Harnessing the power of pain is just one of her many spiritual gifts. Middleton is an ordained minister, activist, and artist with roots in the Gullah Geechee community in South Carolina. A self-professed country girl, she grew up in Hollywood, S.C., on the coastal Gullah Sea Island of Yonges, about 30 minutes outside of Charleston.
“It was beautiful—a swampland with dirt roads, farm, and fields,” she told Sojourners. “I made my grandparents’ hogs my pets before I realized they were actually dinner.”
It’s been a winding road on the path to self-discovery for Middleton, but she says music was there from the very beginning. “Music was central to our family,” she said. “It was an intergenerational medium that brought us together, but also rooted us in our faith.”
Her grandparents had 16 children, and all of them could sing or play an instrument. The family put together a group called the Middleton Gospel Singers that toured the local church community. “Part of the country circuit is to have some kind of gospel group,” she said. “The women in my family were the instrumentalists. I was always with my family when we would be in church all day going to these programs. The whole point was to worship God. It was just something that you did.”
Even when there wasn’t a church function or performance, Middleton says music was a part of her everyday life. “We had this big ol’ barn, and we would be in the barn sitting, rehearsing, and practicing,” she said. “Sometimes there would be a fire; sometimes people would just come, listen, and talk. While they were rehearsing, we would sit out there and eat crab.”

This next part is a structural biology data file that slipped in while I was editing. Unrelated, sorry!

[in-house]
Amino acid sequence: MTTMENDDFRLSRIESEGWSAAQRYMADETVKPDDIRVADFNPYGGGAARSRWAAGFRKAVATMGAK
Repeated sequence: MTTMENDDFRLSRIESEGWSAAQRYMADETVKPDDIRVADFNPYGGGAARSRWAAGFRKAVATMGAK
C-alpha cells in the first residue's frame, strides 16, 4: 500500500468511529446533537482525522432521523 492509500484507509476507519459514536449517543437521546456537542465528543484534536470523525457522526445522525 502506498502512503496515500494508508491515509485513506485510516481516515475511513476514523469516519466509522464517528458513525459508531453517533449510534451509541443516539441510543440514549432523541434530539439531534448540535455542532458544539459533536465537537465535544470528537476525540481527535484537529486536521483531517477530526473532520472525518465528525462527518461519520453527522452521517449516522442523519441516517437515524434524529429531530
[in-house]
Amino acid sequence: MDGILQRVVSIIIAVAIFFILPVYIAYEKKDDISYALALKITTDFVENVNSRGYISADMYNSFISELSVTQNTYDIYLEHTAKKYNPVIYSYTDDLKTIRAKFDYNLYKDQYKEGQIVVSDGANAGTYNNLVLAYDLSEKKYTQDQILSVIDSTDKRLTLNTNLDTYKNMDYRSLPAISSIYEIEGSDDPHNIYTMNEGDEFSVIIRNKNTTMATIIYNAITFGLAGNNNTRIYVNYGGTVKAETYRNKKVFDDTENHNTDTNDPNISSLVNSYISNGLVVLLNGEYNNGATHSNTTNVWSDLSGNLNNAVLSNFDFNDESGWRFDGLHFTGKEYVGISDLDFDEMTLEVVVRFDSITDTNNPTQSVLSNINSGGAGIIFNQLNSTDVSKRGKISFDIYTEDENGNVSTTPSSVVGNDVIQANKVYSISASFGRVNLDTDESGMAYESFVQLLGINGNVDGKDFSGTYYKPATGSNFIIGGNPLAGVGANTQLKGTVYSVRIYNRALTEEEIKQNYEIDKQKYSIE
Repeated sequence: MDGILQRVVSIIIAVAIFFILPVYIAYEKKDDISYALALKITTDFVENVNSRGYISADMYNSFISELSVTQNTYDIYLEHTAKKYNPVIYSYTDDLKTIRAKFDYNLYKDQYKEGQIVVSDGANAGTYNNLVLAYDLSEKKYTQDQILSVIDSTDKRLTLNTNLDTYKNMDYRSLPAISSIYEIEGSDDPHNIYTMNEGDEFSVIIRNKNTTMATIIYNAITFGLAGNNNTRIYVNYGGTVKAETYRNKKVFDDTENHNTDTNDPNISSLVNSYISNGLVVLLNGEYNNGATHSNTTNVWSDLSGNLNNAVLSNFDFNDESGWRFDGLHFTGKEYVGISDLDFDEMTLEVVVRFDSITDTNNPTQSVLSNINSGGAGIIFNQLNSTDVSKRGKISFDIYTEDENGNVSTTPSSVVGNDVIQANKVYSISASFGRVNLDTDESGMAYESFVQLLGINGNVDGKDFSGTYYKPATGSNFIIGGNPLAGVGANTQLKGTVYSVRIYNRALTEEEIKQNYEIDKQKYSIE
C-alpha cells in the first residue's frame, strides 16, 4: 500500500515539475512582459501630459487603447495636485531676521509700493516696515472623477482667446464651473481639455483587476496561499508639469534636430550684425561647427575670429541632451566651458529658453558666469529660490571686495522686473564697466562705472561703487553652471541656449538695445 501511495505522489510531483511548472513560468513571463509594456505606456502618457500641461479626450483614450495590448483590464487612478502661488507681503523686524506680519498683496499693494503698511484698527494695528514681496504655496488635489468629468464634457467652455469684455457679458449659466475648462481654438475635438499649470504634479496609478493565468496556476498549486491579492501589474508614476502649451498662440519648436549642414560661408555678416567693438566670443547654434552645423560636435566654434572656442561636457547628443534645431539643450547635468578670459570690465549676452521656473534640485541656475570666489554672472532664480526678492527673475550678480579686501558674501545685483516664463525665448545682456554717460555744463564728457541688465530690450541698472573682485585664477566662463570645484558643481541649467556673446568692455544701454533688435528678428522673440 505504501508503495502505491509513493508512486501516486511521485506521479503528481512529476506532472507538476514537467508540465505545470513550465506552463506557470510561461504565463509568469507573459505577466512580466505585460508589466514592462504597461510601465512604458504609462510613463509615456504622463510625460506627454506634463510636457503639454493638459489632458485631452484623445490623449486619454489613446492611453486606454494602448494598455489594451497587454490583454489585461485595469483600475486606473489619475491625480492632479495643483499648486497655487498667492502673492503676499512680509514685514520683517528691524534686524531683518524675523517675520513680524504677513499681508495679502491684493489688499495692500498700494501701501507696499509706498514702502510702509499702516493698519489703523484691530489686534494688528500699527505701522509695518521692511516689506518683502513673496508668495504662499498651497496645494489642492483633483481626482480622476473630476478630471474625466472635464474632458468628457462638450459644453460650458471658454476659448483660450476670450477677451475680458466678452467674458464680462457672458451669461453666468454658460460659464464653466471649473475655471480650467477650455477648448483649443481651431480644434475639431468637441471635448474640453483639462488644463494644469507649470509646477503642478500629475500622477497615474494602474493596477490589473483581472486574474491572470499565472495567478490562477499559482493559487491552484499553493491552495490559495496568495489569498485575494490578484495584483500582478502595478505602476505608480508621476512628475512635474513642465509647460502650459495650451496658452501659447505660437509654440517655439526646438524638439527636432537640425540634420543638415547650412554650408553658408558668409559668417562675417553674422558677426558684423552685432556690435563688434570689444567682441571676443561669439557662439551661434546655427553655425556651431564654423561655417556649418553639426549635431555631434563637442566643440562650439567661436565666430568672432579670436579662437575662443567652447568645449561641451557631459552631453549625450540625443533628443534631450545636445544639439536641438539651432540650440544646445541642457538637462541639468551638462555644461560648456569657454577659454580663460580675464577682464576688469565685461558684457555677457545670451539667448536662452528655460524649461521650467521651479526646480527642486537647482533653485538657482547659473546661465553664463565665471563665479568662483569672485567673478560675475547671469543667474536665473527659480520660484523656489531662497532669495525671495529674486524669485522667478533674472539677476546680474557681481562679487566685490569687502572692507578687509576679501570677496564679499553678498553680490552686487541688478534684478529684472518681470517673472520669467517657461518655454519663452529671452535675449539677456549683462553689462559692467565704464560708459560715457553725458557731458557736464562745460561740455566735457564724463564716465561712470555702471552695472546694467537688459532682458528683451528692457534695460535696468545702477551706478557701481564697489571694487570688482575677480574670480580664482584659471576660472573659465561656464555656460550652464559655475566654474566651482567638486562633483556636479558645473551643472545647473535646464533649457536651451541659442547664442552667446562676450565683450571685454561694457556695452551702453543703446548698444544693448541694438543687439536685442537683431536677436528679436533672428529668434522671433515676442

At these family gatherings, her artistic flair began to take shape. She admired her older cousins and says they heavily influenced her style. “They had this depth to them that I couldn’t describe,” she said. “It was very low and lamenting. I found myself trying to imitate their style. It also taught me that worship could also be lamenting.”
How ‘Detroit’ Can Reclaim Its Time
The newly released movie Detroit inflames past wounds of race, poor economic conditions, and police brutality in a city still gripped with these issues. I won’t give spoilers to the movie but I will share how Congresswoman Maxine Waters’ recent trending statement ‘reclaiming my time’ provides wisdom for a divided community to heal and waste no time re-living the past.
Why Cybersecurity Is an Issue of Faith
America as a largely Christian nation is under scrutiny for its values and integrity. It’s an interesting time to be a person committed to faith in action. How does Christian faith inspire a response to these chaotic times?
Why I Thank Rachel Dolezal
If the goal is to challenge a broken system, does skin color matter for the person doing the challenging? Are black people, or others from an oppressed group, the more appropriate persons to lead change? If so, who are those leaders currently, and are they doing the best job? Does an ambitious white person have a place in racial reconciliation leadership?
Processing the Spirit of Fear Pervading This Election Season
Halloween has passed and people are still scared out of their minds. The ghoulish costumes, haunted houses, and spirits, just don’t compare to the future of this country set to unfold over the next few days. Separatism, sexual assault, and scandal have set the stage. The anxiety of what is to come is chilling. I see it everywhere.